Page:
While Jeff ‘Skunk’ Baxter may not be a household name, those even remotely familiar with the smooth sounds of 70’s rock have surely heard his tasteful tones grace their ears. A founding member of Steely Dan, Baxter’s silky solos can be heard on songs such as “Rikki Don’t Lose That Number” and “My Old School.” After Steely, Skunk joined The Doobie Brothers while continuing to do session work, even shredding a solo on Donna Summers “Hot Stuff.” He would go on to produce tracks for artists as diverse as Carl Wilson and The Stray Cats, to play on records from Cher, The Ventures, Barbra Streisand, and Joni Mitchell, and to write music for Beverly Hills 90210. Heck, early in his career he played bass in one of Jimi Hendrix’s first bands, Jimmy James and the Blue Flames. But in the 80’s, Skunk had one of the strangest career changes one could imagine.
Skunk had always been interested in music technology and in the 80’s the industry was switching over from analog tape to digital, this lead him to start wondering about data compression systems and large capacity storage devices that were developed by the military. His neighbor happened to be a retired Pentagon engineer and, excited by Skunk’s interest, he bought him a subscription to Aviation Magazine.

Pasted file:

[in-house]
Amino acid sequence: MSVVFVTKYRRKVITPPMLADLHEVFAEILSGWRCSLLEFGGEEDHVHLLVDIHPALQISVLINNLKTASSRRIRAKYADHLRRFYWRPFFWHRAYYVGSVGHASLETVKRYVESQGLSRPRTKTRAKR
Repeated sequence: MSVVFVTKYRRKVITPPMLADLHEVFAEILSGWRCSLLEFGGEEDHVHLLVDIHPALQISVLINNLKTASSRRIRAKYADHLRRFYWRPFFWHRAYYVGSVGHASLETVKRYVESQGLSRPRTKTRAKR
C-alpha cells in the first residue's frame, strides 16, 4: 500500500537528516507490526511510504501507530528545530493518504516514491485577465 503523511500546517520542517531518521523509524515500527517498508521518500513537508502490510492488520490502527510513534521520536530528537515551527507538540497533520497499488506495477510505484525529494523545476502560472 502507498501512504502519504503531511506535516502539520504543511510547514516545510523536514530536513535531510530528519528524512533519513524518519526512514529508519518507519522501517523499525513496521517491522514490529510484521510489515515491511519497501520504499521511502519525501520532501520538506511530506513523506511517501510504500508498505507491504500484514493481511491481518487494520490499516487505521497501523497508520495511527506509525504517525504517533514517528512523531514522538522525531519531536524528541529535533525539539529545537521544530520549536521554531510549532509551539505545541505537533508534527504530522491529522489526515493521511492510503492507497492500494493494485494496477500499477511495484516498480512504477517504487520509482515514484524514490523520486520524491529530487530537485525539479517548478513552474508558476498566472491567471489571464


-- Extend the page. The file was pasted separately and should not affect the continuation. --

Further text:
Baxter was hooked. He ended up writing a five page paper on missile defense systems and presented it to Republican Congressman Dana Rohrabacher, and the rest is history. Since then, he has consulted for many defense companies and organizations and is currently “senior thinker and raconteur” at the Florida Institute For Human and Machine Cognition and was a committee member for NASA’s Exploration Systems Advisory Committee. Why do you think these military types would even listen to a hippie, who played in a band called the Doobie Brothers of all names? It’s his creativity—“We thought turntables were for playing records until rappers began to use them as instruments, and we thought airplanes were for carrying passengers until terrorists realized they could be used as missiles.” I guess that’s thinking outside the box, Skunk!
Also, if you are curious to the other side of Skunk's work, heres a video of him at some sort of conference explaining how he got involved with advanced weapon systems. I imagine he's probably the most interesting guy you'll ever hear speak on the subject.